A Photojournalists Perspective

This blog has been authored and submitted by Sue Batton Leonard

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“My photography is committed to the discovery of the basic spirit of human beings in their natural environment and to unrehearsed moments of human expression.” ~ Cherel Ito

A few weeks ago, I was in an art gallery and came across an art book of a photojournalist. The book could be described as a “volume,” it was quite large in size. “That’s some book,” I thought, purely because of its dimensions. Naturally, I wanted to peak between the covers.

I couldn’t believe the similarity between this photojournalist’s work, and that of another.To my way of thinking, Steve McCurry’s images are so stunning similar to that of Cherel Ito’s that it made me wonder whether he studied Cherel’s work intensely before he became a photojournalist. Ito’s work is revered by students of film, art, photography and photojournalism. Her images from the 1960s and 1970s so uniquely tell a story, that her work is featured in the permanent collections at the National Museum of Women in the Arts in Washington, DC. http://www.nmwa.org/  

There are two differences I saw between the compositions of these two creative people. Ito used only black and white film, which makes her work more valuable and interesting from the perspective of the historical development of photography and filmmaking.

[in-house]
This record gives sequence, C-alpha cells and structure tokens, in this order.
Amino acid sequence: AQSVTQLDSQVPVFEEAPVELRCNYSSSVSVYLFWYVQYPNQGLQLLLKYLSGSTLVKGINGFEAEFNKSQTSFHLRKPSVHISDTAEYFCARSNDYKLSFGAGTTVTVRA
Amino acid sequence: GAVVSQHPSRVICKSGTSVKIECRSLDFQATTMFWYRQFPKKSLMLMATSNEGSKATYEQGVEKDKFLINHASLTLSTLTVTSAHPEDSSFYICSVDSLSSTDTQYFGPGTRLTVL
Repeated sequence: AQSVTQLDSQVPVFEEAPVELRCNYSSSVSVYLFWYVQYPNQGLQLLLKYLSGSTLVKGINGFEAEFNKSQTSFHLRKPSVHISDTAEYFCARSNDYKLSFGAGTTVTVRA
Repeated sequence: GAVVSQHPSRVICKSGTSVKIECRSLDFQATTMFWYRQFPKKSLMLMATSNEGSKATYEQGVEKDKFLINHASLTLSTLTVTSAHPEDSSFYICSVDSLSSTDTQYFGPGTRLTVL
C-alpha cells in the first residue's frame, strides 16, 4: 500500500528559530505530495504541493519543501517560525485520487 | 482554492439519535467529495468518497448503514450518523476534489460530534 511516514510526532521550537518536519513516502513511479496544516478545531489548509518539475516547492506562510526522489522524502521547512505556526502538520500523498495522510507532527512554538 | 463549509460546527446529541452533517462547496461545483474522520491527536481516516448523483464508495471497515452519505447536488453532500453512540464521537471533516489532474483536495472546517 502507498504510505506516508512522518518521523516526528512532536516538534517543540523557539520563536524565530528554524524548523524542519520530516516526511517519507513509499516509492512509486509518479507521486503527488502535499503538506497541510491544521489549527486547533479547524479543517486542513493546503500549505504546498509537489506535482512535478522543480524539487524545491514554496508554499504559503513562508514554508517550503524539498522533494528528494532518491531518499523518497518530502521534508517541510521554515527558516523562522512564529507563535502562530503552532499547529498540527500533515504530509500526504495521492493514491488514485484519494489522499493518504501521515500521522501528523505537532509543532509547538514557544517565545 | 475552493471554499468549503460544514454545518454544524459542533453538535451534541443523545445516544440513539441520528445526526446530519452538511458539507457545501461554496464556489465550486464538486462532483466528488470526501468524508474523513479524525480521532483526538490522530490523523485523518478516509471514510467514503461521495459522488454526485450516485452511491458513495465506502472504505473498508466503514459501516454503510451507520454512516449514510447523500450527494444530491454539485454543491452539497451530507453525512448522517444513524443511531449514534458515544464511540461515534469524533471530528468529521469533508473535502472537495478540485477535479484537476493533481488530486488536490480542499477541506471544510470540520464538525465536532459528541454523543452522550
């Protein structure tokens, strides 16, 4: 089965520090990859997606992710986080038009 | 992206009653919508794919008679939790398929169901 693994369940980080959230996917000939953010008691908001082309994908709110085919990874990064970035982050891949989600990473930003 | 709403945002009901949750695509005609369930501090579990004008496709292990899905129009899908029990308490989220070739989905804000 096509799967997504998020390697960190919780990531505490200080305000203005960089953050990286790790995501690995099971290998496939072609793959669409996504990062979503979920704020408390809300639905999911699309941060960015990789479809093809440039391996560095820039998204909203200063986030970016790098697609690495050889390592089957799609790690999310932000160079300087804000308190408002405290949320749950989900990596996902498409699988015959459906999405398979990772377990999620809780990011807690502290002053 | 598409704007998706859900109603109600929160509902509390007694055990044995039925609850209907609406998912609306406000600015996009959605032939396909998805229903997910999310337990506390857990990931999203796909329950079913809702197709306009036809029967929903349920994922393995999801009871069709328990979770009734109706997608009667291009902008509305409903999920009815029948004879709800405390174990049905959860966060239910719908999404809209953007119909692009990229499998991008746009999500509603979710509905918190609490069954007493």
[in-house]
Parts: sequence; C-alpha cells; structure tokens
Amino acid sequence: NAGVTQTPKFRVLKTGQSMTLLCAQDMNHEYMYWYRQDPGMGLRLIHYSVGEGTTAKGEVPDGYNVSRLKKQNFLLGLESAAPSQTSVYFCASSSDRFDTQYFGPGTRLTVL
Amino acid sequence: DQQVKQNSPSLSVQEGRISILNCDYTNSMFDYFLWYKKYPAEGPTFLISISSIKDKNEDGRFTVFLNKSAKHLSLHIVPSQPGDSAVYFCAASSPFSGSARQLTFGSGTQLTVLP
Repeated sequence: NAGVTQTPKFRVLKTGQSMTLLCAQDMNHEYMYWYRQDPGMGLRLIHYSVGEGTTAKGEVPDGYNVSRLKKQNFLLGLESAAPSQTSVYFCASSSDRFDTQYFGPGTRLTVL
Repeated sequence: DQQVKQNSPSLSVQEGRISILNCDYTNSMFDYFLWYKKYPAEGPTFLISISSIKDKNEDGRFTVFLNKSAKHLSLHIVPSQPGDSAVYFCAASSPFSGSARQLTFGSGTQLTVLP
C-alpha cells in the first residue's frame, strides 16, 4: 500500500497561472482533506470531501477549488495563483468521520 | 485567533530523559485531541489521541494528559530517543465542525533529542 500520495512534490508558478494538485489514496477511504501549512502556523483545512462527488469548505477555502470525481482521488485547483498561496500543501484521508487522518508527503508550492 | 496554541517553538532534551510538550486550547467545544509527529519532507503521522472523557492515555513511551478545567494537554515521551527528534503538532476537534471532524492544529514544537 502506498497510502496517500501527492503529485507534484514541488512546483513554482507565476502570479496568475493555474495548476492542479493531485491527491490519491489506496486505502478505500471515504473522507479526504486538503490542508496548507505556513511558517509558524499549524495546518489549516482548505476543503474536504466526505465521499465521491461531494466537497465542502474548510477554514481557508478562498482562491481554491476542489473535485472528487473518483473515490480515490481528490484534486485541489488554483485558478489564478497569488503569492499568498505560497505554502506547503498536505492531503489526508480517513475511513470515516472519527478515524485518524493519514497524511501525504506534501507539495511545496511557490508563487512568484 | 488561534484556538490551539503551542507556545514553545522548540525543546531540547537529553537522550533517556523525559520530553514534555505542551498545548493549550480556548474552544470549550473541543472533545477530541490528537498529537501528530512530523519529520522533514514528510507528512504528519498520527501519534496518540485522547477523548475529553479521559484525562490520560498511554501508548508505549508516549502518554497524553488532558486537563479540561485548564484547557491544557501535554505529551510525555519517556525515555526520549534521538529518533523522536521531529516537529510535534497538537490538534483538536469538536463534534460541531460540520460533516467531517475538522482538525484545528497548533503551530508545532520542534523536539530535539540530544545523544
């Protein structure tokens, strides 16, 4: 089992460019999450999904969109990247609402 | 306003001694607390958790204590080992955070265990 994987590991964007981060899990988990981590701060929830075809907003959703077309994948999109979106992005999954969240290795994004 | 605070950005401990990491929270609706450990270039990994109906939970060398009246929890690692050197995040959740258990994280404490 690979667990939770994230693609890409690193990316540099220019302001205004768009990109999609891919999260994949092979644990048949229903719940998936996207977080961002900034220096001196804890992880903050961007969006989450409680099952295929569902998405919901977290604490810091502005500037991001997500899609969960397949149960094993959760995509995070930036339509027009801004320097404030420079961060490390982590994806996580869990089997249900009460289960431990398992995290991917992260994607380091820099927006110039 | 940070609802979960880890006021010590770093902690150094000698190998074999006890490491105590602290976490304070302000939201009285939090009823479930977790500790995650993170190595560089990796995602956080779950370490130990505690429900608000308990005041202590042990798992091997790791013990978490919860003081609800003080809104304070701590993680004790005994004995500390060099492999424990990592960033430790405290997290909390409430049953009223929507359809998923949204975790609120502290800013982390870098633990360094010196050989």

Also, when you read her journal entries, you realize she was an outstanding writer as well as a talented photographer. She had the ability to powerfully communicate so much, in so few words; an all encompassing artist. 

If you are not familiar with Cherel Ito’s work, her images and her journal writings have also been preserved for future generations of students of photojournalism in the book “Through the Lens of Her Camera.” Her work is an important study in human nature as well as different cultures around the world. 

To learn more about photographer Cherel Ito and to order her book, please visit this link www.cherelitobook.com.

 

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A Continuing Legacy: Cherel Ito Photojournalist

The historical importance of photojournalist Cherel Ito’s documentary film work has recently been made even more visible at the National Museum of Women in the Arts inWashington,D.C.